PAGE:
The worst enemy of progress is self-inflicted.
As a grad student, I always felt like my classmates held me in higher regard intellectually than was deserved.
Basically, they thought I was “smarter” than I was.
I did a lot of things, which were regarded as “for smart people.”
Lots of tutoring, teaching and otherwise assisting younger students.
Don’t get me wrong, I don’t think people spent too much of their time thinking about Brian’s intellectual status, but regardless.
Truth be told, every opportunity I received that was considered “exclusive” or say “top-tier” was not gifted, it was received, because I asked for it.
As a freshman in high school, I was irritated about how little playing time I was getting on the basketball team.
“I seriously have no clue why I’m not playing more.” That’s the stuff I said.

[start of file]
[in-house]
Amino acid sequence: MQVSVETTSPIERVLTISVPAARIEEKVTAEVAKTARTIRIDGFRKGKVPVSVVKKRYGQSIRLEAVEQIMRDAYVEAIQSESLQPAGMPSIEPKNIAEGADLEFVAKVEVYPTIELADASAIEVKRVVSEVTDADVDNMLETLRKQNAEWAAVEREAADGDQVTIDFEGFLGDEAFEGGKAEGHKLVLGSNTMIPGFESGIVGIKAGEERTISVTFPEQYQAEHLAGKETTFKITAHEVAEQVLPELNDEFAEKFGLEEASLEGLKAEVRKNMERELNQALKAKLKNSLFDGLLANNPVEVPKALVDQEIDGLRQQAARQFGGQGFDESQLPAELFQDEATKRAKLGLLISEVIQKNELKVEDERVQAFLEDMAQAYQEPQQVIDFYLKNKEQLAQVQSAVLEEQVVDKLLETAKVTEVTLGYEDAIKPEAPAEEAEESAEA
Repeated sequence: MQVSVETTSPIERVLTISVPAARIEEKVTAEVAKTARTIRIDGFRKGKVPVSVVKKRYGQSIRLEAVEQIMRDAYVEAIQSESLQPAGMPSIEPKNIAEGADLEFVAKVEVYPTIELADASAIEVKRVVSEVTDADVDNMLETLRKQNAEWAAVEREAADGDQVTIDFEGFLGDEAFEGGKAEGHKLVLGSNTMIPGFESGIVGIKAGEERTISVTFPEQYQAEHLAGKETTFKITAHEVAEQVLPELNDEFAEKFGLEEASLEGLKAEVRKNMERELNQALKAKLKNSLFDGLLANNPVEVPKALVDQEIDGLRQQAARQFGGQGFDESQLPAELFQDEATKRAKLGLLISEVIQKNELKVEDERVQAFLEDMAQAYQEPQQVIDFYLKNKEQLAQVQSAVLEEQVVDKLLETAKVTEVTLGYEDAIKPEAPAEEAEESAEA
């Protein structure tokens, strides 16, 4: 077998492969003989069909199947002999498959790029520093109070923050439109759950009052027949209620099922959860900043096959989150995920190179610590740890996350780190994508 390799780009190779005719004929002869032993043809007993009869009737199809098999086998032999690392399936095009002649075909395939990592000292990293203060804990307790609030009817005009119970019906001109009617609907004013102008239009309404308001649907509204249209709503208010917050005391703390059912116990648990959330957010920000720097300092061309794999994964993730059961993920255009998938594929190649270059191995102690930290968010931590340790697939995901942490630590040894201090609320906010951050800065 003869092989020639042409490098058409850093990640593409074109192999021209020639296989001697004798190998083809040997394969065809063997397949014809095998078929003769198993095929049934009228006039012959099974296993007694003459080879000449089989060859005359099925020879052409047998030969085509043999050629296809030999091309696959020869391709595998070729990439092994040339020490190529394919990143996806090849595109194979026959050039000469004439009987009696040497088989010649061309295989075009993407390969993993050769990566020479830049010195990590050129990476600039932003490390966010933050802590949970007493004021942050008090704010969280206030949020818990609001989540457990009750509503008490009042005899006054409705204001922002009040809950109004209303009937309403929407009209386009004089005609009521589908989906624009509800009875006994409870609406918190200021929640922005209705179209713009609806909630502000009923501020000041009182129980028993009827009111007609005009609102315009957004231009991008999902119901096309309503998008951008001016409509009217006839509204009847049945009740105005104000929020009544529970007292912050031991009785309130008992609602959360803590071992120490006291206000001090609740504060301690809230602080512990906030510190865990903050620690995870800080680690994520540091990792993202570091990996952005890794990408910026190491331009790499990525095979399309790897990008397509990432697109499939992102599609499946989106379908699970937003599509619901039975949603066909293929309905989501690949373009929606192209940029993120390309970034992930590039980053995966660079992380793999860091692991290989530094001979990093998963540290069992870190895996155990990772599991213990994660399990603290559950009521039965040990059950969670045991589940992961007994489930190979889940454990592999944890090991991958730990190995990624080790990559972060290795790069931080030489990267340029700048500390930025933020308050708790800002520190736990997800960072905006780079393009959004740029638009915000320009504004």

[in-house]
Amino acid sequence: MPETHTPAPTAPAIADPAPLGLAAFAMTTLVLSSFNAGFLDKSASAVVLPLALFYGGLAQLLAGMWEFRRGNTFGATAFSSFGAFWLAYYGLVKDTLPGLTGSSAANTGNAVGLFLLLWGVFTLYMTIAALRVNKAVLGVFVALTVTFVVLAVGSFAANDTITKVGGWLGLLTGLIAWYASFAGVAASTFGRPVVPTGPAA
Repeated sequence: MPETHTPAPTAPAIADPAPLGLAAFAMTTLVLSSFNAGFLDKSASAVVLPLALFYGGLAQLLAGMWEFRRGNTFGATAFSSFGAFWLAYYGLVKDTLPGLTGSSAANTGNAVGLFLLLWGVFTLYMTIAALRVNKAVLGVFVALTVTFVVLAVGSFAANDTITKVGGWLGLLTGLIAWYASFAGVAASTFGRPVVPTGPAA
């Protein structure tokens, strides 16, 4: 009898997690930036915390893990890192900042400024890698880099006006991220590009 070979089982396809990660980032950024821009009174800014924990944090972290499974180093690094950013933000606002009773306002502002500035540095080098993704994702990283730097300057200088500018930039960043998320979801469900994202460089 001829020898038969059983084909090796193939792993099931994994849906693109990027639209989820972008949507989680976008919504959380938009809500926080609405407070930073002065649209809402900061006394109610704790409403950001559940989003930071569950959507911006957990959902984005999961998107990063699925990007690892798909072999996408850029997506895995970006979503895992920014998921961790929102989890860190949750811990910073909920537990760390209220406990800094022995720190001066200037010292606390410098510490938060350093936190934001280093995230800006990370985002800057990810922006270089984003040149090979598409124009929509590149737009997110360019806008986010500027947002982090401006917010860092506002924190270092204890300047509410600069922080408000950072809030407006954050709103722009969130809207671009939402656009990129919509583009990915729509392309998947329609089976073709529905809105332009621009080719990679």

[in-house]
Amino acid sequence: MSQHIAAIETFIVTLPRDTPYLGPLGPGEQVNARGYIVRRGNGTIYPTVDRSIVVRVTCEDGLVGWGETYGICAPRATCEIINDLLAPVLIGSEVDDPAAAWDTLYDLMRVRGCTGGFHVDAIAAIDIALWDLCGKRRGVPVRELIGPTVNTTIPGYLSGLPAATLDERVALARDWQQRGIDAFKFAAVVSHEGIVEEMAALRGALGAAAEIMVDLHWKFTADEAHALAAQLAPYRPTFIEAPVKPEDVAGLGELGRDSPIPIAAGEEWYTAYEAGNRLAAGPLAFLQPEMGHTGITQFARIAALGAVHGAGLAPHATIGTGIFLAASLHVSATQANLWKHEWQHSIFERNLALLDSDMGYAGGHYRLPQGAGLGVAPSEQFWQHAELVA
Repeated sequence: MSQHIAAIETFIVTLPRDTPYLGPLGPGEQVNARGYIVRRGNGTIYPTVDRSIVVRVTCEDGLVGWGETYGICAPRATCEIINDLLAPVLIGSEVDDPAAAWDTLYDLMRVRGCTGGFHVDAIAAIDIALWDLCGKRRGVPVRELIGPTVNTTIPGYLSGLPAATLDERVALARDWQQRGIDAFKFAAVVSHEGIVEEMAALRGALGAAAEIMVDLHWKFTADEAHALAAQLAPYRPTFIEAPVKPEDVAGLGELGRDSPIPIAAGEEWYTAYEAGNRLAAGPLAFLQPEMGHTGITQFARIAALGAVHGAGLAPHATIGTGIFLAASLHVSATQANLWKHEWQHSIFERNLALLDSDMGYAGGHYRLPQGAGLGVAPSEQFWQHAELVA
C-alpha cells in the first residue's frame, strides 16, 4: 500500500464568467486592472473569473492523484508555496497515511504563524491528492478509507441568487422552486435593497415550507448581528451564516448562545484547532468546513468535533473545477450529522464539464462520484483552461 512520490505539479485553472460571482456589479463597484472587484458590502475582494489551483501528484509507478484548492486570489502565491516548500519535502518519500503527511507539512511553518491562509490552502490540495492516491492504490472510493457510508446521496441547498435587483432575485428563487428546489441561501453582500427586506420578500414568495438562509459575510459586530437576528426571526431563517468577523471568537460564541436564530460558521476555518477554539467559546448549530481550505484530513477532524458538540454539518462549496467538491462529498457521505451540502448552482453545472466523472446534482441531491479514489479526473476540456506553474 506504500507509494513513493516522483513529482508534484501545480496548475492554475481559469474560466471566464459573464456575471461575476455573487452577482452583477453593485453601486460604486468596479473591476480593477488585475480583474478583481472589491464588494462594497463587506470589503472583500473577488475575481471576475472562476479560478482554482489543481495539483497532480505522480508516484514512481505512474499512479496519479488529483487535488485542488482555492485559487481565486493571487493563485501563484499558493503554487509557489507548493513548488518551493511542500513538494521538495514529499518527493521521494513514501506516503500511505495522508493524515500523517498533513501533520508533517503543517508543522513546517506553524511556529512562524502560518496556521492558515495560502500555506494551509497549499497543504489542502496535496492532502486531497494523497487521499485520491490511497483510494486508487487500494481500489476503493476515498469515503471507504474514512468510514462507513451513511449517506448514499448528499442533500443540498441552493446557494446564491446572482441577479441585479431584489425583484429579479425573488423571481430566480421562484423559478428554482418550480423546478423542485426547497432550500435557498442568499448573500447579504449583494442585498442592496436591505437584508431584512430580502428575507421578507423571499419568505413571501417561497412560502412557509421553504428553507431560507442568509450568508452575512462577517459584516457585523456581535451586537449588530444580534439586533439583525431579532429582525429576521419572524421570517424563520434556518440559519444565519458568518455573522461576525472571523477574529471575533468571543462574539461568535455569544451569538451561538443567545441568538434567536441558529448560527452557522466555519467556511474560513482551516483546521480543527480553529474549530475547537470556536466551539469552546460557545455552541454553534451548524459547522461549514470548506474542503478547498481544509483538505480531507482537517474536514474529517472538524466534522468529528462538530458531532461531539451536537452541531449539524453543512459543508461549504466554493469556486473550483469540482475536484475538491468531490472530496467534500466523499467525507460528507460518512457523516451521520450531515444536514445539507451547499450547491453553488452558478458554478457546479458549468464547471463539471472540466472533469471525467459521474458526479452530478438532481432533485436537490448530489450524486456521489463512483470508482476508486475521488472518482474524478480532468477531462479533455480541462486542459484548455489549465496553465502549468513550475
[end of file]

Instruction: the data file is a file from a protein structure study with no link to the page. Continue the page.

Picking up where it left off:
Swiftly and with an irrefutable innocence, my mom said something that changed my outlook on opportunity forever.
“Why don’t you ask,” she said. “Your coach is just a person.”
The amazing thing about opportunity is that with a touch of verve, it should breed more opportunity.
Yes, I asked to be a tutor for a difficult undergraduate course. That’s not being a suck-up; that’s being a relationship-building, eager, self-sacrificing, poor college student in need of 10 dollars an hour but with eyes set sharply on the future.
And sure enough, the professor who granted me the first opportunity reciprocated the favor by asking if I’d stay on for another class of tutorship the very next semester. By then, he knew I was interested.
Don’t sit idly by when the worst thing a respected elder can tell you is, “No, but thanks for asking.”
I don’t know everything.
And truth be told, I have no idea why I’m writing this at 12:30am. It has “nothing to do with training or nutrition.”